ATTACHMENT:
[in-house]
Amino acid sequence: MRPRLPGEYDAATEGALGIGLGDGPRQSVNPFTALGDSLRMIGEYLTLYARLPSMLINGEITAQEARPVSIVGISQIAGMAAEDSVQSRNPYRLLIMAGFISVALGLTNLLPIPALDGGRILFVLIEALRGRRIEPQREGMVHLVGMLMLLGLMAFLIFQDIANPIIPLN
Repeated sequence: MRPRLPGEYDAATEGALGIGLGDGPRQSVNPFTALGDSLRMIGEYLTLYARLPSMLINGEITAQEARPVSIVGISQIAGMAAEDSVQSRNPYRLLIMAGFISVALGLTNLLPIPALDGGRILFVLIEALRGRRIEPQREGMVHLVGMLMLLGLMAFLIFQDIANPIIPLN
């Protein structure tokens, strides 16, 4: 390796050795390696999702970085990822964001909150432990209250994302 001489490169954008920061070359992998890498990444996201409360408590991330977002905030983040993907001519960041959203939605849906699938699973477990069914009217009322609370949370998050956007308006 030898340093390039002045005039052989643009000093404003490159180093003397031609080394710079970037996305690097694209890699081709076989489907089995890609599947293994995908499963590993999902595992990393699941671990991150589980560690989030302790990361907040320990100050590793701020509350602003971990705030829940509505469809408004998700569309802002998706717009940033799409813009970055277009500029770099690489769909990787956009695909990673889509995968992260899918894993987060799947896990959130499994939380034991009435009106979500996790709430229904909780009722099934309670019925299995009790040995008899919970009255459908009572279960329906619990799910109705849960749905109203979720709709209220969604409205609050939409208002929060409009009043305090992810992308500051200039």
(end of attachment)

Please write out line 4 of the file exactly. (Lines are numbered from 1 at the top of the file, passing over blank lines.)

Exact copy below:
């Protein structure tokens, strides 16, 4: 390796050795390696999702970085990822964001909150432990209250994302 001489490169954008920061070359992998890498990444996201409360408590991330977002905030983040993907001519960041959203939605849906699938699973477990069914009217009322609370949370998050956007308006 030898340093390039002045005039052989643009000093404003490159180093003397031609080394710079970037996305690097694209890699081709076989489907089995890609599947293994995908499963590993999902595992990393699941671990991150589980560690989030302790990361907040320990100050590793701020509350602003971990705030829940509505469809408004998700569309802002998706717009940033799409813009970055277009500029770099690489769909990787956009695909990673889509995968992260899918894993987060799947896990959130499994939380034991009435009106979500996790709430229904909780009722099934309670019925299995009790040995008899919970009255459908009572279960329906619990799910109705849960749905109203979720709709209220969604409205609050939409208002929060409009009043305090992810992308500051200039």